As a repository for the rich history of film, the Cinematheque is an important institution. But ought one be worried about their continued relevance in the modern age, where betwixt the distractions of digital technology and the instantaneity – and transience – of social networks, the significance of history and tradition feel under threat? Serge Toubiana, director of Paris’s Cinémathèque Française, sees the changes as positives. “Ten years ago, we had the opportunity to move to a beautiful building, designed by Frank Gehry, in a beautiful area of Paris,” he says. “I thought at the time that the building gives us the opportunity to have all our missions in one place: to program movies, to have educative programs, to have a library because we have a huge archive of films, to have a museum of cinema and to have a space for exhibitions.” And the existence of this space, where audiences can engage with, even discover, the breadth and depth and context of cinema across the ages, this is an important thing? Absolutely, Toubiana replies. He reels off a few of the successful exhibitions and events convened by the Cinematheque in recent years: a joint exhibition of Renoir pere et fils, Pierre-Auguste Renoir the painter and Jean the filmmaker; the fiftieth anniversary restoration of Jean Cocteau’s La Belle et la Bête; a retrospective of American director Tim Burton, which ran for four months last year and sold more than 300 thousand tickets. “People come because they remain curious,” he says.
Toubiana was in Israel last week, a guest of the Tel Aviv Cinematheque, currently celebrating its 40th anniversary. The Cinémathèque Française contributed to festivities with a specially curated series of French cinema, including Maurice Pialat’s Van Gogh and Marcel Carne’s noir classic Quai des Brumes. He also attended the presentation by the French ambassador to Israel, Patrick Maisonnave, of the Legion d’Honneur to Lia Van Leer, the grande dame of Israeli cinema and founder – along with her late husband, Wim – of the Haifa and Jerusalem Cinematheques, the Israel Film Archive and the Jerusalem International Film Festival. Toubiana has also been on the other side of the film business, in a manner of speaking: from the late 1970s and through the 1980s, he was editor of Cahiers du Cinema, the pre-eminent journal of film criticism in the world.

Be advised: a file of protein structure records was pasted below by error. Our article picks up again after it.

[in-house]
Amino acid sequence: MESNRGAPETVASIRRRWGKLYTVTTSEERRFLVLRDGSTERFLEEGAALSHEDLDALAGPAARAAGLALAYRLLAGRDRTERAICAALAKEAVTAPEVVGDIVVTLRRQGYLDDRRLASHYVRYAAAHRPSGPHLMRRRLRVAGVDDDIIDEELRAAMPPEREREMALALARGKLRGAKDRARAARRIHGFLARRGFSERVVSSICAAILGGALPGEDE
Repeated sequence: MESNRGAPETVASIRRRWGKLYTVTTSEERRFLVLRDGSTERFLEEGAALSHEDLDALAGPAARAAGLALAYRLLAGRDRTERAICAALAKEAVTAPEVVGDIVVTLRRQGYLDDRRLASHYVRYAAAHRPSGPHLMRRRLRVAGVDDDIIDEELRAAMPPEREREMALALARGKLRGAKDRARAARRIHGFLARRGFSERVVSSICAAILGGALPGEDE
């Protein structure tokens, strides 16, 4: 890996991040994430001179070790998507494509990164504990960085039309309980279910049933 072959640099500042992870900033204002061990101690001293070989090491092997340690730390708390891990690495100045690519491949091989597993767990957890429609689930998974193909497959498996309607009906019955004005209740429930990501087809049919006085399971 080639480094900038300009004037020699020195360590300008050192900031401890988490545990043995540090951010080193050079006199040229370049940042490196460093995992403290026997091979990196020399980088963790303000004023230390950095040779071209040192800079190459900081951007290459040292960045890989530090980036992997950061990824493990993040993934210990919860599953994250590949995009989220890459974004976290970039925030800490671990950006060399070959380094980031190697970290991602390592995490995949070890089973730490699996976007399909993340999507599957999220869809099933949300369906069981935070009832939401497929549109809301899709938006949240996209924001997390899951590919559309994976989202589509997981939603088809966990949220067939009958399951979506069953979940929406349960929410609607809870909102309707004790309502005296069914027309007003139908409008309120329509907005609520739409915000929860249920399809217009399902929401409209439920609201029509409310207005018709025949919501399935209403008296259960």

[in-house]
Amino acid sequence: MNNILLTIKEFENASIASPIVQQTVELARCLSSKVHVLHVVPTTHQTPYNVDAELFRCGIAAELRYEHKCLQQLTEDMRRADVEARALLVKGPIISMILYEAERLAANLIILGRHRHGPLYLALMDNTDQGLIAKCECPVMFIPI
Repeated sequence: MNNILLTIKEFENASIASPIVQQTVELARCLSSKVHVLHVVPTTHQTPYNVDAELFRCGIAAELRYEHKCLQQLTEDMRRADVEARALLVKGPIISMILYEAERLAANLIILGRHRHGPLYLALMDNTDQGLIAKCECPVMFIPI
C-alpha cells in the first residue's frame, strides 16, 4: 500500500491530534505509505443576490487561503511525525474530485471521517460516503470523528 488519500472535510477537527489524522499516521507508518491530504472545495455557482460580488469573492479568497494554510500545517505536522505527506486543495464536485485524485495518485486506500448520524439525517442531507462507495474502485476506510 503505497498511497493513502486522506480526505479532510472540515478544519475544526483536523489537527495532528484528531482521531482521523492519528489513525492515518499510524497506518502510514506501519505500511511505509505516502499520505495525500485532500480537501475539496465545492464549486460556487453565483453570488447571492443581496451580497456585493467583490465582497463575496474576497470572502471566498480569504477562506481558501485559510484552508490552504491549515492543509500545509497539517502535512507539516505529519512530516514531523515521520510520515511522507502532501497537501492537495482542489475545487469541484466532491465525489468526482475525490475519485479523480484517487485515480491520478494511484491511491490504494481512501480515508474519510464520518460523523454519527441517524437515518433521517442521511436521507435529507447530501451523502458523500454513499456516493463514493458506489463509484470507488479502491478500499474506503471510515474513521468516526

It might be, though, that thinking of critics as belonging to “the other side” may not be the most conducive summation of their role in the ecosystem of cinema. Toubiana, interestingly, does not think that the role of the film critic has been diminished by democratisation of the role via film blogs and the internet. He confesses to being more concerned about who critics perceive as their primary audience. “The language of the film critic has to change,” he suggests. “It has to be more simple, more educative.” Part of the problem, he suggests, is that critics take the importance of film for granted, something that cannot be presumed as a given in the modern age. “The biggest difficult is that the young generation are totally absorbed by machines, computers,” he suggests. “We have to open their minds, to tell them why they have to come back to enjoy cinema of the big screen.” But the problem, he posits, starts with critics who talk and write for the benefit of each other. “Sometimes, when you read a particular newspaper or magazine, it is bizarre. You don’t understand what they say. It is too…meta-language!”
Cinémathèque Française was founded in 1936 by Henry Langlois, an archivist and cinephile who was a key influence on the auteurs who founded the New Wave (Nouvelle Vague) of French Cinema. Langois’ true legacy, Toubiana observes, was to be one of the first to recognise the importance of preserving the heritage of cinema for future generations. “It is our job to present to memory of cinema, and we only have the elements to do so thanks to Langois,” In this respect, new technology is certainly a friend rather than a threat to the work of the Cinémathèque. “We restore movies with digital technology, we will digitalise our entire collection, and we will put it on the internet, to make it accessible for students, journalists, producers…” It is nice to hear about the work of the film preservation and education described in such democratic terms.
Toubiana has more than a passing engagement with Israeli cinema. He has written a monograph on the Israeli auteur Amos Gitai, and sat on the jury of 2007’s DocAviv Film Festival in Tel Aviv. As someone with knowledge of Israeli cinema but not a part of the local industry, how does he perceive its development in recent years, particularly its reception by international audiences? Toubiana is complimentary. “There is a new generation, of courageous men and women who speak about the reality, show the reality in Israel. They have no problems to talk about the difficulties of the country, about Palestinian people, about the Arab citizens of Israel.” The key is the honesty, discomfiting as it might sometimes be, which filmmakers are bringing to their work. “And now in Paris, New York, Los Angeles, Rome, Berlin, everyone who knows about cinema knows that there is a new Israeli cinema now, and we have to take care of it because it is important. We have to take care of it because it is very good news for cinema.”